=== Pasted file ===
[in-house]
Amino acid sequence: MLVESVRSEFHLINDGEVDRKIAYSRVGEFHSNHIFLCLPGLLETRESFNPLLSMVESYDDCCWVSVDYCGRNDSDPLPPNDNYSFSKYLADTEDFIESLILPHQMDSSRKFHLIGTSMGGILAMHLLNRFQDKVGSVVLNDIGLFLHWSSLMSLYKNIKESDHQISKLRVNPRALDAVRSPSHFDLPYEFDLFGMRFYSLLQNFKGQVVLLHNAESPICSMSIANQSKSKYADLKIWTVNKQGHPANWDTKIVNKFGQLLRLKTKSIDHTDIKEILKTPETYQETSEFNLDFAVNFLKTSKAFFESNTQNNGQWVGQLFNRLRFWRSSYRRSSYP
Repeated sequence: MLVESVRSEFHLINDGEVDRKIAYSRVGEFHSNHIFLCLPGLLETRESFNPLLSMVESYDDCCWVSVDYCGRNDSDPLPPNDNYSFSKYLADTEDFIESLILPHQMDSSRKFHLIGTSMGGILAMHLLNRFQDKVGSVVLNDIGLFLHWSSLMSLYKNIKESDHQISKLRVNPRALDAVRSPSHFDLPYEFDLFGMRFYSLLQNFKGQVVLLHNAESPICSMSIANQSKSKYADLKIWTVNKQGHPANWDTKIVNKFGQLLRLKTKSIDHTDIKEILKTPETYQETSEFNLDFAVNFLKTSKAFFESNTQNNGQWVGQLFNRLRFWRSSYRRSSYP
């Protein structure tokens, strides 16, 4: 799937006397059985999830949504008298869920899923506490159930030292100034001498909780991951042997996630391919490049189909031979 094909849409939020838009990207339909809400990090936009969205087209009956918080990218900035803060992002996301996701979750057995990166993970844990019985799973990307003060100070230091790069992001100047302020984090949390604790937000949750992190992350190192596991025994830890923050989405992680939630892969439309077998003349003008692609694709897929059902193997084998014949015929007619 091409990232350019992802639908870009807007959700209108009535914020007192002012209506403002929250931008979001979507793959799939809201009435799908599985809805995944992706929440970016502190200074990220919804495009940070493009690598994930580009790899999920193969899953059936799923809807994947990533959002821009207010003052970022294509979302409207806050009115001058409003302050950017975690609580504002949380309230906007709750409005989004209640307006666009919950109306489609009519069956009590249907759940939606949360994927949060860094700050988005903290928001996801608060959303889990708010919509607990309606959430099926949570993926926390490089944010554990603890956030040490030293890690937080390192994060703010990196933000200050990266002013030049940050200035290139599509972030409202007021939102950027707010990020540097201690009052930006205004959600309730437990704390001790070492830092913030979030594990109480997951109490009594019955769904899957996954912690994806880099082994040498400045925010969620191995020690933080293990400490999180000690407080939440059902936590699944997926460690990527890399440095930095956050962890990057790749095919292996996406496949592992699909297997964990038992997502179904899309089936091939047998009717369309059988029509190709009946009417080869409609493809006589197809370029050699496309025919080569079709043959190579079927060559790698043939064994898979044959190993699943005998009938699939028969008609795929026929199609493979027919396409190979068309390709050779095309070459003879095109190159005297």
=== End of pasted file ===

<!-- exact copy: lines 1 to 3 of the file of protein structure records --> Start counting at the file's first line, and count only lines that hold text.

[in-house]
Amino acid sequence: MLVESVRSEFHLINDGEVDRKIAYSRVGEFHSNHIFLCLPGLLETRESFNPLLSMVESYDDCCWVSVDYCGRNDSDPLPPNDNYSFSKYLADTEDFIESLILPHQMDSSRKFHLIGTSMGGILAMHLLNRFQDKVGSVVLNDIGLFLHWSSLMSLYKNIKESDHQISKLRVNPRALDAVRSPSHFDLPYEFDLFGMRFYSLLQNFKGQVVLLHNAESPICSMSIANQSKSKYADLKIWTVNKQGHPANWDTKIVNKFGQLLRLKTKSIDHTDIKEILKTPETYQETSEFNLDFAVNFLKTSKAFFESNTQNNGQWVGQLFNRLRFWRSSYRRSSYP
Repeated sequence: MLVESVRSEFHLINDGEVDRKIAYSRVGEFHSNHIFLCLPGLLETRESFNPLLSMVESYDDCCWVSVDYCGRNDSDPLPPNDNYSFSKYLADTEDFIESLILPHQMDSSRKFHLIGTSMGGILAMHLLNRFQDKVGSVVLNDIGLFLHWSSLMSLYKNIKESDHQISKLRVNPRALDAVRSPSHFDLPYEFDLFGMRFYSLLQNFKGQVVLLHNAESPICSMSIANQSKSKYADLKIWTVNKQGHPANWDTKIVNKFGQLLRLKTKSIDHTDIKEILKTPETYQETSEFNLDFAVNFLKTSKAFFESNTQNNGQWVGQLFNRLRFWRSSYRRSSYP